MM 331-337; 586-588, ID 1132-1140
NAMES OF DISEASE:
This is a fungal disease which begins with a lung infection due to inhalation of the organism. This organism is commonly present in avian feces, especially pigeon feces. Almost every person in this country has been exposed to the organism yet there are only 200-300 cases per year of fungal meningitis. It is thought that the host must be compromised in some respect in order to develop fungal meningitis, although the fungal pneumonia is fairly common. Predisposing factors include:
2. Genetic impairment of host defense mechanisms - T-cell diseases (Di George Syndrome, Nezelof's syndrome)
3. Diabetes mellitus
4. Glucosteroid therapy
5. Malignancy (particularly of the lymphoreticular system)
7. Collagen - vascular disease
(particularly disseminated lupus erythematosus - an acute or subacute,
disease principally of young women, with widespread collagen damage in many organs and systems)
8. Sarcoidosis - a disorder involving many organs where there is formation of epithelioid cell tubercles.
When aerosols containing C. neoformans are inhaled, the cells are engulfed by pulmonary alveolar macrophages. In people with a normal immune system, the fungus either fails to survive intracellularly or is quickly contained so that either no disease, or mild, subclinical illness occurs. If the infecting dose is so large that normal cellular defenses are overwhelmed or if the host is compromised, a chronic pneumonia ensues. The growing cryptococci do not elaborate toxins or engender hypersensitivity. They cause disease by compression of surrounding structures as an infected focus enlarges. Because the lungs are readily compressible, there is little or no clinical manifestation of the lung infection. However, the lesions are evident on chest x-rays. If C. neoformans cells are not successfully restrained in the pulmonary parenchyma they will pass to the hilar lymph nodes. Again there is little or no clinical response. From here they may become blood borne and lodge in any organ or tissue where they may give rise to lesions. However, they show a predilection for the CNS.
Cryptococcus neoformans (Serotypes A,B,C,D)
Human immunodeficiency virus
In the CNS, deep space-occupying lesions are most likely to occur in the grey matter around the ventricles and aqueduct, in the basal ganglia, cerebral white matter and cerebellar dentate nucleus. Infection of the meninges leads to seeding of the CSF and spread throughout the subarachnoid space. A grayish, mucinous exudate accumulates at the base of the brain and over the cerebellum; leptomeningitis is most pronounced in the same areas. In most patients there are lesions in the brain and the meninges-a meningoencephalitis. Each lesion will be the site of granuloma and abscess formation.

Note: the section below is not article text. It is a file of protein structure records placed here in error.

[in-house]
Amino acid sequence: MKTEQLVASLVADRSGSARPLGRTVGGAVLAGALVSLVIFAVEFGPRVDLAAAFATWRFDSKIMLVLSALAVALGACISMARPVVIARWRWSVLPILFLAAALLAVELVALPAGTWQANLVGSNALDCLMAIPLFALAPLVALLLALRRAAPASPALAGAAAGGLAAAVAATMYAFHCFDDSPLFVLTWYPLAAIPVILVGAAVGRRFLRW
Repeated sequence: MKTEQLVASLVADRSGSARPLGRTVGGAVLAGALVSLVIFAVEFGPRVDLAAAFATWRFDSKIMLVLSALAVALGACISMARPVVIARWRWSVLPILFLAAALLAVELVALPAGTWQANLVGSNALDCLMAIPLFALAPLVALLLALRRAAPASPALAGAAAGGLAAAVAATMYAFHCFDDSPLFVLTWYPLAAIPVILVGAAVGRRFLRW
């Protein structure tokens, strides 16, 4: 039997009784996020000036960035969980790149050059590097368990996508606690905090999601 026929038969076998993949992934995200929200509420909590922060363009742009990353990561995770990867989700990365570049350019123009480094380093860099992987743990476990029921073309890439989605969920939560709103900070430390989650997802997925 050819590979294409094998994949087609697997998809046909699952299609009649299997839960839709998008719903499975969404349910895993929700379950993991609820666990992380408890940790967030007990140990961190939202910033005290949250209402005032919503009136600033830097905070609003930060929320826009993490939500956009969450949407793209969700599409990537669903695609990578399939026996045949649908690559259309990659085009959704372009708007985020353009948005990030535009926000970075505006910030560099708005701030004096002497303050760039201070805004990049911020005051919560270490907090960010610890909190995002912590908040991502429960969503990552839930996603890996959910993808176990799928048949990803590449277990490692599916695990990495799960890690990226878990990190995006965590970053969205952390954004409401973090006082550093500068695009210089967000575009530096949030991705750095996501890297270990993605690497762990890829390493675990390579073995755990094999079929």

If the cells lodge in the skin or mucous membranes they grow and form nodules which may ulcerate.
If the fungi grow in bone, there is destruction of the bone.
The course of cryptococcoses is typically indolent and protracted with symptoms waxing and waning for weeks or months before the diagnosis is made. The patient may feel unwell, lose some weight and have no other symptoms. There may be no fever or low fever (102°F, 39°C). In the normal host the symptoms are mild. In the compromised host, the course may be acute or chronic. In almost all patients there is a mingling of the manifestations of encephalitis and meningitis. Patients present with:
1. Headache - frontal, temporal or retro-orbital. Most common feature and it becomes progressively more frequent and severe.
2. Mental aberrations (from simple irritability to psychosis)
3. Motor abnormalities (altered reflexes to paralyses)
4. Cranial nerve dysfunctions (aphasia, visual disturbances, hearing loss)
5. Cerebellar signs (dyssynergia, dysmetria, dysrhythmia, intentional tremor, slurring of speech)
6. Evidence of increased intracranial pressure
7. Fever in about 1/3 of
In a differential diagnosis consider:
As the manifestations of cryptococcoses are nonspecific, the diagnosis is often arrived at by eliminating neoplastic disease, TB and other fungal diseases. Exposure to pigeon or other avian feces is a good clue. All blood and urine analyses are normal. REMEMBER: you cannot test for antibodies to C. neoformans because (1) the immune system is generally defective and (2) fungi do not elicit a strong antibody response in normal people. Best evidence is from CSF.
1. Increased CSF pressure
2. Protein is elevated
3. Glucose is decreased (45% of blood glucose)
4. Leukocytosis (40-400/mm3 - mostly mononuclear cells)
5. C. neoformans present in India ink preparations
6. Serological tests for
Almost always fatal if it
goes untreated (90% of patients die within one year).
1. Amphotericin B injected
I.V. and into the subarachnoid space. NOTE: This is poorly
absorbed into CSF. Treat for 6 weeks.
Toxic. Amphotericin B is also available in a liposomal preparation that has enhanced penetration.
5. Flucytosine (5-fluorocytosine)-penetrates into all body fluids, including CSF. Less toxic but higher doses required.
Whatever regimen of antifungal
drug therapy is used, surveillance is an essential part of treatment. Examine
CSF weekly for all parameters.